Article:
They did steal one of the cameras, I mentioned it in a previous post. I'm not sure if it was a random incident though. At first I thought maybe they had just seen the IR glow from the street and thought maybe it was worth a couple bucks, but there was apparently an assault/attempted-assault at my apartment complex recently and my neighbor who was the victim mentioned the police were asking about the surveillance footage. It's possible the perpetrator had his friends come by and steal the camera, but I don't know why they would do that; it's possible they're not very smart and thought they would also be stealing the footage, and it's also possible they just did it out of spite because he's that type. Just an awfully strange coincidence, and also strange they only cut one.

In any case, I'm not too broken up about it because it was only $10. Had it been $80 I would be pretty upset. I planned to mount them higher up next time, but still it makes me suddenly a little less comfortable putting an expensive one out there.

AnotherBrian
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Re: Thinking about ways to improve my security system...

Post by AnotherBrian » Sat Feb 04, 2017 11:29 am

Here is a photo of an IP camera. There are two connectors shown, a RJ-45 port and a power connector. The user has two options. They can power the device through a POE Switch in which case the power connector is not used. The other option is to use a router (or non-POE switch) plus an external power supply like a run of the mill AC to DC 12 V power supply. In this case, both connectors would be used. I suppose some IP Cameras do not have a power connector because a) it adds cost and b) it introduces a point of failure (such as shorting out etc).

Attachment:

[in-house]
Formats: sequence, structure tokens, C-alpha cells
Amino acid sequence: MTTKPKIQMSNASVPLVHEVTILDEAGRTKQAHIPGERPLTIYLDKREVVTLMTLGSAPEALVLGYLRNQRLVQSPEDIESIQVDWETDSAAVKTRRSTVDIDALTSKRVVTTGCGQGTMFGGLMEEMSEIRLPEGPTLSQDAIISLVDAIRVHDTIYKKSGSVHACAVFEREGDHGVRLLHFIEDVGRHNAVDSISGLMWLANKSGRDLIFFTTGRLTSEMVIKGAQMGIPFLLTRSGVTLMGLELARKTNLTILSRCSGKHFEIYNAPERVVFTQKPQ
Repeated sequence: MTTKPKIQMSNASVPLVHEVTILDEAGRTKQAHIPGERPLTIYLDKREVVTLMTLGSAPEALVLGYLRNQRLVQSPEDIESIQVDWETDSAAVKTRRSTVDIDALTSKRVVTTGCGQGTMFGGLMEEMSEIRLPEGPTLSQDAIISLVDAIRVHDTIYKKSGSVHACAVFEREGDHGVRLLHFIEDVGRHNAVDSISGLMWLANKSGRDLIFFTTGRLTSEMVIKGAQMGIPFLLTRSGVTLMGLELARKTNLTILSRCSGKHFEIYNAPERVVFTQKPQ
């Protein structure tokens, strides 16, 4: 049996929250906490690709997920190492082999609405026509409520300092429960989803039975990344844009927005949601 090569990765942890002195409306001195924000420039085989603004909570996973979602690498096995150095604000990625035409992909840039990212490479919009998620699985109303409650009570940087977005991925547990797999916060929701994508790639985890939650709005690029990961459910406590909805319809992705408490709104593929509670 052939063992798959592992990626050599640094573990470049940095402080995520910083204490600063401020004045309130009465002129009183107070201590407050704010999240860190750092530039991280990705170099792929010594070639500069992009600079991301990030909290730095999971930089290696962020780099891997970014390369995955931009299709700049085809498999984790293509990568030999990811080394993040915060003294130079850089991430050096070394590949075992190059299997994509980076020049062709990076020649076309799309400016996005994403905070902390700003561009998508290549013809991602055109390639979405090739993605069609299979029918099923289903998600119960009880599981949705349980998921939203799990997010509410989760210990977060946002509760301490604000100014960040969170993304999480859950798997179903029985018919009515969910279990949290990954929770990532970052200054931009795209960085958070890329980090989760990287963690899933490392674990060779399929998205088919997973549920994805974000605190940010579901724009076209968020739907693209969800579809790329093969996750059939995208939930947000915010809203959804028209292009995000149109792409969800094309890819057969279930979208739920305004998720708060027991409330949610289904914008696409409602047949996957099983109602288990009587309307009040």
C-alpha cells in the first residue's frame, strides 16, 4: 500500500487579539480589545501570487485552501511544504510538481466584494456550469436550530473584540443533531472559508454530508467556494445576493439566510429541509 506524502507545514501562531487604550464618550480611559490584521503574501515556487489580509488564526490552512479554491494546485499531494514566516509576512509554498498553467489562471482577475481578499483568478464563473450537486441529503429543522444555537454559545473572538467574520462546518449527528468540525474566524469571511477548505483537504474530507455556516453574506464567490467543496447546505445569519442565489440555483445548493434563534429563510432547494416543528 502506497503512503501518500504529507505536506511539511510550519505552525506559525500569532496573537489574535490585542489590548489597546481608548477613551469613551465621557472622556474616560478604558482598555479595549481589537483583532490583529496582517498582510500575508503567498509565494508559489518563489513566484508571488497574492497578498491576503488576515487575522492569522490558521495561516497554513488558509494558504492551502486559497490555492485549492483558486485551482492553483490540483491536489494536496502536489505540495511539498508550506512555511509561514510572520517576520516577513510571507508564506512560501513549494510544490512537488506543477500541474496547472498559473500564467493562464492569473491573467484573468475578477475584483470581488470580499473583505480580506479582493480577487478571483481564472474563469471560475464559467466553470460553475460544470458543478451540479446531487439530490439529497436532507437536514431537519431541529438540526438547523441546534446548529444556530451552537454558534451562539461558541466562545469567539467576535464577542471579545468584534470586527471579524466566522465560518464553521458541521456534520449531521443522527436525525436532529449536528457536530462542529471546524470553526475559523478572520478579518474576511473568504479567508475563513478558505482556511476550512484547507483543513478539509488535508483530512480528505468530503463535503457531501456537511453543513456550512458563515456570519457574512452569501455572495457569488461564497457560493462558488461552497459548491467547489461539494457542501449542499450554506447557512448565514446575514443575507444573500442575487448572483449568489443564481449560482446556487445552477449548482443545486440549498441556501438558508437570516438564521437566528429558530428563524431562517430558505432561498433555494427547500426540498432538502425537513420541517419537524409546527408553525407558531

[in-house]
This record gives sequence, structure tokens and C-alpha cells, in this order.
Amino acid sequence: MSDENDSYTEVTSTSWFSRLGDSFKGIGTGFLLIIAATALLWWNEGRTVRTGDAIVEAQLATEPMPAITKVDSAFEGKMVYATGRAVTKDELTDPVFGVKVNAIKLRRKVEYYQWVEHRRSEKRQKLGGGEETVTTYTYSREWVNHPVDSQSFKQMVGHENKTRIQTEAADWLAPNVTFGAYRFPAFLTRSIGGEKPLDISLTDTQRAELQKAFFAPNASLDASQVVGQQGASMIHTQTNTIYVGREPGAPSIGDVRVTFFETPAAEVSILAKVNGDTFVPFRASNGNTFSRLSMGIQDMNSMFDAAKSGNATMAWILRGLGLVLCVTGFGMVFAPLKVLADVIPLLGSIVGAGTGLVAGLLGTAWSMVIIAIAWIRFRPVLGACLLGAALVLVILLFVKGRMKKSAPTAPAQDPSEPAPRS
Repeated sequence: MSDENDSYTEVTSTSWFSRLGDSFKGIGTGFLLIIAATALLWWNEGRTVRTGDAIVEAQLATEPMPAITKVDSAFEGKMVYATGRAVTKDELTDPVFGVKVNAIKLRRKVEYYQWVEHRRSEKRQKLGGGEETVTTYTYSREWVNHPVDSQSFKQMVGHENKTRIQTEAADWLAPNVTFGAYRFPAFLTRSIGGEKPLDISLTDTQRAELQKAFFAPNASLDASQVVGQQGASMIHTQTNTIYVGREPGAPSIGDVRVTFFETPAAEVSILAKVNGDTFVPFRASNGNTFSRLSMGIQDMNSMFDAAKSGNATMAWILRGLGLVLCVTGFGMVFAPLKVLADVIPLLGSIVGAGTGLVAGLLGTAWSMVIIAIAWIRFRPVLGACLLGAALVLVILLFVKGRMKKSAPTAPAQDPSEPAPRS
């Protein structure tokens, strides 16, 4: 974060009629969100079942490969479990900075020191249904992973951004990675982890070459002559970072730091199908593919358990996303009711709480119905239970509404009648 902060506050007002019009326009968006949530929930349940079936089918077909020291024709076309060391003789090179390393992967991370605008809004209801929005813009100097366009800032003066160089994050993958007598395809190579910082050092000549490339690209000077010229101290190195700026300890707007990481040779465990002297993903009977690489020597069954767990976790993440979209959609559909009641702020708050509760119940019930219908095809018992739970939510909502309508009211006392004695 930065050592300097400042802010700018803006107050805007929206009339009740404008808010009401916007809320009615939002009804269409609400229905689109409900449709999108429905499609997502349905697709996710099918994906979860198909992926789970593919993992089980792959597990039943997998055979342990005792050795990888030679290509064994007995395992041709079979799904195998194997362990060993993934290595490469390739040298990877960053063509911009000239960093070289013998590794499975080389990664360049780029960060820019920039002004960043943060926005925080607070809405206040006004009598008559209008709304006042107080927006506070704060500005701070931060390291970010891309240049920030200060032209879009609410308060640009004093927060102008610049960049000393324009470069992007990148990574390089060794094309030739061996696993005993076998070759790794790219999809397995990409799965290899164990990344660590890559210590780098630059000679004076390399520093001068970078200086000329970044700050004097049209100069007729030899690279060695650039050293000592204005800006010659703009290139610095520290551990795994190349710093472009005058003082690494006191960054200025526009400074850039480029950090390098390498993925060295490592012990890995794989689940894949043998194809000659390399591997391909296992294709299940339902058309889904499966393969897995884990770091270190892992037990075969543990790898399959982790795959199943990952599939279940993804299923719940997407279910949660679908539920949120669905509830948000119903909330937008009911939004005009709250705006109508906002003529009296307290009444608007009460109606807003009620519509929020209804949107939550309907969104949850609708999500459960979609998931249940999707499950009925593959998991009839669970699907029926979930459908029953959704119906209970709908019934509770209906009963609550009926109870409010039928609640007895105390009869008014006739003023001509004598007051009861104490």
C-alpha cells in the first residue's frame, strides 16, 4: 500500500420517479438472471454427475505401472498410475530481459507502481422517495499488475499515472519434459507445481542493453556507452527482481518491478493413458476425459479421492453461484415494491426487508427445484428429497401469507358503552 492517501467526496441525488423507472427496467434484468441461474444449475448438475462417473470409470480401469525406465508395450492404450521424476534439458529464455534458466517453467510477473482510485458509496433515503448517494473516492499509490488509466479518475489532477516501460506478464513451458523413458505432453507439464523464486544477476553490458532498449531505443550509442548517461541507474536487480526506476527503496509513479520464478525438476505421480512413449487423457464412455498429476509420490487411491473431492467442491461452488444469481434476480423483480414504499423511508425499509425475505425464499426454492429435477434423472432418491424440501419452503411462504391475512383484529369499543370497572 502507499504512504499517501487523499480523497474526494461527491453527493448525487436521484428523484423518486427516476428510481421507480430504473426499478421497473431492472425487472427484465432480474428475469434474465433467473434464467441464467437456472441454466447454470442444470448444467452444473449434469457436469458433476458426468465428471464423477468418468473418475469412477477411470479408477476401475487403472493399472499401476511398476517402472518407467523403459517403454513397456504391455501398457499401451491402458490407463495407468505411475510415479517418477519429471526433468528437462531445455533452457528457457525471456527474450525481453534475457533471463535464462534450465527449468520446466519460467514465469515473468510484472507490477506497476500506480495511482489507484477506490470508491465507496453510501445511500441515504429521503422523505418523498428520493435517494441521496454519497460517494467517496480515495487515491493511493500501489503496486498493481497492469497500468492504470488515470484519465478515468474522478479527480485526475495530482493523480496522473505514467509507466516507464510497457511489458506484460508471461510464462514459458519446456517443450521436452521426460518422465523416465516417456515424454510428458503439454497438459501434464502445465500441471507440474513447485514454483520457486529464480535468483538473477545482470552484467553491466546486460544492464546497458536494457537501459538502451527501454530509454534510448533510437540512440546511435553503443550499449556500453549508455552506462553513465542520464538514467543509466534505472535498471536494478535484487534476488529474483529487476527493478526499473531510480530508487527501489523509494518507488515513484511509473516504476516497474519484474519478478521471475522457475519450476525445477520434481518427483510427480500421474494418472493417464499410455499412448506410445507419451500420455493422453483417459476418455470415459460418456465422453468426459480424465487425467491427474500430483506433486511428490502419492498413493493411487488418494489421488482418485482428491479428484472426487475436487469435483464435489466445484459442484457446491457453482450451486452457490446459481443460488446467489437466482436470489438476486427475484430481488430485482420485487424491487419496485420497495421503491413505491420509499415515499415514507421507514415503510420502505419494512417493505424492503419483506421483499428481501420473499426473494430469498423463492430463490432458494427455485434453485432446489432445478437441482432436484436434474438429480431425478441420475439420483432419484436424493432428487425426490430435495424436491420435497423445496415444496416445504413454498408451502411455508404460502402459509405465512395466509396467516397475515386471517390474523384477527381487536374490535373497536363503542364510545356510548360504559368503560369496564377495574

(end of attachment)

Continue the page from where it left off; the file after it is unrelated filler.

Image

A switch is a piece of equipment. A POE switch is a switch that injects power into the connection. Switches route ethernet packets and do not peer inside of the payload of the packet. A router, on the other hand, peers into the ethernet packet and decodes the IP packet. The router has knowledge of the IP world whereas a switch only sees the devices on the LAN. Your router probably has 4 ethernet ports. If you needed more ports, you could connect a switch into one of the ports and then it would be as if your router had many more ports.

kennbr34
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Re: Thinking about ways to improve my security system...

Post by kennbr34 » Sun Feb 05, 2017 7:20 pm

AnotherBrian wrote:Here is a photo of an IP camera. There are two connectors shown, a RJ-45 port and a power connector. The user has two options. They can power the device through a POE Switch in which case the power connector is not used. The other option is to use a router (or non-POE switch) plus an external power supply like a run of the mill AC to DC 12 V power supply. In this case, both connectors would be used. I suppose some IP Cameras do not have a power connector because a) it adds cost and b) it introduces a point of failure (such as shorting out etc).

Image

A switch is a piece of equipment. A POE switch is a switch that injects power into the connection. Switches route ethernet packets and do not peer inside of the payload of the packet. A router, on the other hand, peers into the ethernet packet and decodes the IP packet. The router has knowledge of the IP world whereas a switch only sees the devices on the LAN. Your router probably has 4 ethernet ports. If you needed more ports, you could connect a switch into one of the ports and then it would be as if your router had many more ports.
Okay I was hoping it would just be a simple switch like that, I still have one up in my closet somewhere. I just wanted to make sure I didn't need a specialized one in case the power needs for the cameras was greater than a standard ethernet switch would provide.